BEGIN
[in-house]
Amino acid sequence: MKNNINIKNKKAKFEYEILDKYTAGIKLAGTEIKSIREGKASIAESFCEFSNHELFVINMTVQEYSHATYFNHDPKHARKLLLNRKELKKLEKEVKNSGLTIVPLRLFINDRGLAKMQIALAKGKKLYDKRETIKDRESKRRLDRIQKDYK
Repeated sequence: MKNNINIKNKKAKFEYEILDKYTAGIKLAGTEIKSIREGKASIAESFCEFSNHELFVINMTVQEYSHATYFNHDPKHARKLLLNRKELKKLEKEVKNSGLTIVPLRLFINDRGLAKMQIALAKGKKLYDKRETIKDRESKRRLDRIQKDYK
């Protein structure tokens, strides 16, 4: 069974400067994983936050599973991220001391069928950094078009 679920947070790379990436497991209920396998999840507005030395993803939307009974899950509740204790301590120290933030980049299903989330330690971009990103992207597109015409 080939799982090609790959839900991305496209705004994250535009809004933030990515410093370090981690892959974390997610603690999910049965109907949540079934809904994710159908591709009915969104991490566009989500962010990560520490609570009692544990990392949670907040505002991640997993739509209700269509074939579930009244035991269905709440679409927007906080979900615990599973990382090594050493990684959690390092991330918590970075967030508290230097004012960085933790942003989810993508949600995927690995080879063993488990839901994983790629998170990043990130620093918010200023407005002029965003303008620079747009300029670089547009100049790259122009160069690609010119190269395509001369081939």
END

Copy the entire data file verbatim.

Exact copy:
[in-house]
Amino acid sequence: MKNNINIKNKKAKFEYEILDKYTAGIKLAGTEIKSIREGKASIAESFCEFSNHELFVINMTVQEYSHATYFNHDPKHARKLLLNRKELKKLEKEVKNSGLTIVPLRLFINDRGLAKMQIALAKGKKLYDKRETIKDRESKRRLDRIQKDYK
Repeated sequence: MKNNINIKNKKAKFEYEILDKYTAGIKLAGTEIKSIREGKASIAESFCEFSNHELFVINMTVQEYSHATYFNHDPKHARKLLLNRKELKKLEKEVKNSGLTIVPLRLFINDRGLAKMQIALAKGKKLYDKRETIKDRESKRRLDRIQKDYK
């Protein structure tokens, strides 16, 4: 069974400067994983936050599973991220001391069928950094078009 679920947070790379990436497991209920396998999840507005030395993803939307009974899950509740204790301590120290933030980049299903989330330690971009990103992207597109015409 080939799982090609790959839900991305496209705004994250535009809004933030990515410093370090981690892959974390997610603690999910049965109907949540079934809904994710159908591709009915969104991490566009989500962010990560520490609570009692544990990392949670907040505002991640997993739509209700269509074939579930009244035991269905709440679409927007906080979900615990599973990382090594050493990684959690390092991330918590970075967030508290230097004012960085933790942003989810993508949600995927690995080879063993488990839901994983790629998170990043990130620093918010200023407005002029965003303008620079747009300029670089547009100049790259122009160069690609010119190269395509001369081939």